Since launching ME Consulting a year ago, one of the things that has remained fairly consistent is the number of companies taking a cautious and pragmatic approach to hiring full-time employees.
Instead, they are getting things done by having existing employees to do more and, when necessary, using external resources on a contract or project basis. For someone like me who works on projects for most clients, it has been a pretty good environment to do business.
There are indications that companies are starting to explore the idea of hiring full-time employees, although it will be done only when strategically necessary. One of the major issues facing firms that hire full-time is they can't afford to make a mistake. Hiring the wrong person means starting the process all over again, which costs time, money and resources.
So how do you hire "smart," particularly when you're a small business or a start-up that doesn't have the luxury of an HR department? Is there a way to avoid making a hiring mistake?
Ben Baldwin, co-founder of Toronto-based ClearFit , which provides companies with online tools to identify the best job candidates, says businesses should start to hire better by placing less emphasis on résumés.
"Résumés are only a small part of an individual, and the people who have succeeded the best within their organizations are not those who have the skills to do the job but - more important - those who fit the type of role and the organization the best. It's these people who are the happiest in their jobs and who have the most success," he said.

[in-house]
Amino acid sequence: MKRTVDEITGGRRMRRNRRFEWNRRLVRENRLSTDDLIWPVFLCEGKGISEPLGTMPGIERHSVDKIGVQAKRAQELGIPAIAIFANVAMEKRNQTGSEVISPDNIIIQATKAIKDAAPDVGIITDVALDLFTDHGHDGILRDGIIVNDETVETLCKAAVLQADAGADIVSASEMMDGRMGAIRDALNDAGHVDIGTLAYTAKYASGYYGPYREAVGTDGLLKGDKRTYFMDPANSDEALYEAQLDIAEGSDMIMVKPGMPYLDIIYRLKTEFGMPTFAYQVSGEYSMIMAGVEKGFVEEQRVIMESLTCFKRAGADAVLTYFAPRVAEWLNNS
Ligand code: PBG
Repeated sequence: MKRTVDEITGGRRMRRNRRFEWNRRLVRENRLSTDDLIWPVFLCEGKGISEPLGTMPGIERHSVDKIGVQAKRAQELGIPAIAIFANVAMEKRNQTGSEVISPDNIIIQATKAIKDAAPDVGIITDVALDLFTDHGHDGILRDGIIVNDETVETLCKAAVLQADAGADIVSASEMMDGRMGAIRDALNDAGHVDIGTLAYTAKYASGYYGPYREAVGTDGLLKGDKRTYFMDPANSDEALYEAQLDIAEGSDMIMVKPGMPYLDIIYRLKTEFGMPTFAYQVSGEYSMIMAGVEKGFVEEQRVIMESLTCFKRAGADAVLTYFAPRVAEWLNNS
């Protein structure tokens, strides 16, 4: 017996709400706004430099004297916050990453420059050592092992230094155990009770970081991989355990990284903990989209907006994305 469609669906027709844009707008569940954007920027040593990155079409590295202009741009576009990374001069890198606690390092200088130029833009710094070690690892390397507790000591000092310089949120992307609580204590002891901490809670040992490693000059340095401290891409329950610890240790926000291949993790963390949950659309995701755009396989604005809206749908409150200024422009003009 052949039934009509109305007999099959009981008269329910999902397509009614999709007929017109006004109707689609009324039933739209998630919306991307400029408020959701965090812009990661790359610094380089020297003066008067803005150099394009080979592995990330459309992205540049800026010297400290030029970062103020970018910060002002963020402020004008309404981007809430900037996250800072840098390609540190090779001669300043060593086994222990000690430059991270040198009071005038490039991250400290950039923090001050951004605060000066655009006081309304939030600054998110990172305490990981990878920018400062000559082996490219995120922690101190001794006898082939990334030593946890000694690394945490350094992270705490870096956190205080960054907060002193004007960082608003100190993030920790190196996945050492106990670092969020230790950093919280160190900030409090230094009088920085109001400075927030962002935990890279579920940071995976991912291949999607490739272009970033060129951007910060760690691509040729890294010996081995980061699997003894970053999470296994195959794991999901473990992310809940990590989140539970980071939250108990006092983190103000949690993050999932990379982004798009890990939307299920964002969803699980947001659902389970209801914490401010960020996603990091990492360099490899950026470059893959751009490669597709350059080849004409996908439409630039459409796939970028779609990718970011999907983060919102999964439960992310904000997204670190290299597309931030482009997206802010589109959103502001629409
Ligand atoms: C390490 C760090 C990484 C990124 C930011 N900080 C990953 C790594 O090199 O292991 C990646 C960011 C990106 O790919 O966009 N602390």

Mr. Baldwin says this means companies need to put more stock in understanding and evaluating an individual's potential fit for a role within an organization.
To avoid hiring the wrong person, Mr. Baldwin says to focus on "hiring for fit," which includes the necessary skills, personality and motivation.
"You can always train someone who fits, but you can't change someone's fit no matter how many expensive courses you send them to," he says. "This is an issue with all hiring, including technical roles where hiring managers are sometimes lured by stellar résumés."
Special to the Globe and Mail
Mark Evans is a principal with ME Consulting , a content and social media strategic and tactical consultancy that creates and delivers 'stories' for companies looking to capture the attention of customers, bloggers, the media, business partners, employees and investors. Mark has worked with three start-ups - Blanketware, b5Media and PlanetEye - so he understands how they operate and what they need to do to be successful. He was a technology reporter for more than a decade with The Globe and Mail, Bloomberg News and the Financial Post. Mark is also one of the co-organizers of the mesh, meshUniversity and meshmarketing conferences .Report Typo/Error
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